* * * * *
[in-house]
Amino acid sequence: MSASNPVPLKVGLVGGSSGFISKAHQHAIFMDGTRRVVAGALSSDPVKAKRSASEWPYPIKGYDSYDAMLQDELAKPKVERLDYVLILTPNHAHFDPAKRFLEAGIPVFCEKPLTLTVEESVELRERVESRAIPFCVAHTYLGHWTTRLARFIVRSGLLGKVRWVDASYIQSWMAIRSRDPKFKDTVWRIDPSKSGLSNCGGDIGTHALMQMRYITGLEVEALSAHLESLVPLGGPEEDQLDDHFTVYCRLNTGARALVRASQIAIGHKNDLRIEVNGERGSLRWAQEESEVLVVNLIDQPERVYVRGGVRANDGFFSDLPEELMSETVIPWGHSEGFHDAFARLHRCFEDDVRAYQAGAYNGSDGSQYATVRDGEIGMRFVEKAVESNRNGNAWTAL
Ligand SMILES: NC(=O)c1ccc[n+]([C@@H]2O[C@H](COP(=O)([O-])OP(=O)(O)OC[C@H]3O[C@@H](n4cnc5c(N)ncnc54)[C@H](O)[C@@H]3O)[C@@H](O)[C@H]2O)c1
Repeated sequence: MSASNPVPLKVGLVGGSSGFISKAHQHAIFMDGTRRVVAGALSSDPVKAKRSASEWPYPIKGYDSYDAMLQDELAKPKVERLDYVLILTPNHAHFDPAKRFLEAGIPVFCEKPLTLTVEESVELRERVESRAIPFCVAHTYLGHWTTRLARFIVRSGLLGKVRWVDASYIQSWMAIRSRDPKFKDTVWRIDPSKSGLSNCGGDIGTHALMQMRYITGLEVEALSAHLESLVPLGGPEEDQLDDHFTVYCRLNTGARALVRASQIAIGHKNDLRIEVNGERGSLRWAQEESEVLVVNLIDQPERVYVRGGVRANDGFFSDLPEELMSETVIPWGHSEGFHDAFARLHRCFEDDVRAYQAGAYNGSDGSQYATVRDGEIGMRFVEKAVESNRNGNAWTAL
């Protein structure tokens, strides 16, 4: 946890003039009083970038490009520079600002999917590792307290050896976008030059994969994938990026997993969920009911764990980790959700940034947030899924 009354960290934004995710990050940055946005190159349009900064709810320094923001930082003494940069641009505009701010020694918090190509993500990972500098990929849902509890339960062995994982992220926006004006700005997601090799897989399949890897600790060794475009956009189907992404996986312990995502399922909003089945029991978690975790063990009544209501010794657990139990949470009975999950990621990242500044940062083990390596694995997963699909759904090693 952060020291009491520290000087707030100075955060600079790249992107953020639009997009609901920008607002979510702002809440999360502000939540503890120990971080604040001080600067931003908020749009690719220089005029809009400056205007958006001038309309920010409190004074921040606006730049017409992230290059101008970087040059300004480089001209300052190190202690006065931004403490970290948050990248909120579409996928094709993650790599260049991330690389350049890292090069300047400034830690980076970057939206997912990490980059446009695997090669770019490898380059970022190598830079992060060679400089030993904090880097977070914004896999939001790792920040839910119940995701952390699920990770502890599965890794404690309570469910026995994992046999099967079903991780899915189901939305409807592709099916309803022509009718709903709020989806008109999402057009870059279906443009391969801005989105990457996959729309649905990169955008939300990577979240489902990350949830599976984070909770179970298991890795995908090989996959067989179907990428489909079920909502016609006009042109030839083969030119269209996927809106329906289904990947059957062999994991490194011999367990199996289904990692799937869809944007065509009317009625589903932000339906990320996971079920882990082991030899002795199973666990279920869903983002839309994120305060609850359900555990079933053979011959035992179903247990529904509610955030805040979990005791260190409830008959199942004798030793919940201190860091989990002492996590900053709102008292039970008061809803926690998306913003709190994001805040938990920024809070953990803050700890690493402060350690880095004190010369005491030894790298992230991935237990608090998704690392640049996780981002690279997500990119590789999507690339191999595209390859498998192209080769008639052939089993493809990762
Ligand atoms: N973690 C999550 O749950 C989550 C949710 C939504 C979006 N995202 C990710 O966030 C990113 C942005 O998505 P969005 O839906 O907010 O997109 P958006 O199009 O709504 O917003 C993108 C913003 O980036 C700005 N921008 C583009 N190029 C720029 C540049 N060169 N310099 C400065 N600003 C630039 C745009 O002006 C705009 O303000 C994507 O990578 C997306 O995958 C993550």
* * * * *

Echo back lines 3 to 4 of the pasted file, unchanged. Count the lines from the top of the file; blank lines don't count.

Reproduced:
Ligand SMILES: NC(=O)c1ccc[n+]([C@@H]2O[C@H](COP(=O)([O-])OP(=O)(O)OC[C@H]3O[C@@H](n4cnc5c(N)ncnc54)[C@H](O)[C@@H]3O)[C@@H](O)[C@H]2O)c1
Repeated sequence: MSASNPVPLKVGLVGGSSGFISKAHQHAIFMDGTRRVVAGALSSDPVKAKRSASEWPYPIKGYDSYDAMLQDELAKPKVERLDYVLILTPNHAHFDPAKRFLEAGIPVFCEKPLTLTVEESVELRERVESRAIPFCVAHTYLGHWTTRLARFIVRSGLLGKVRWVDASYIQSWMAIRSRDPKFKDTVWRIDPSKSGLSNCGGDIGTHALMQMRYITGLEVEALSAHLESLVPLGGPEEDQLDDHFTVYCRLNTGARALVRASQIAIGHKNDLRIEVNGERGSLRWAQEESEVLVVNLIDQPERVYVRGGVRANDGFFSDLPEELMSETVIPWGHSEGFHDAFARLHRCFEDDVRAYQAGAYNGSDGSQYATVRDGEIGMRFVEKAVESNRNGNAWTAL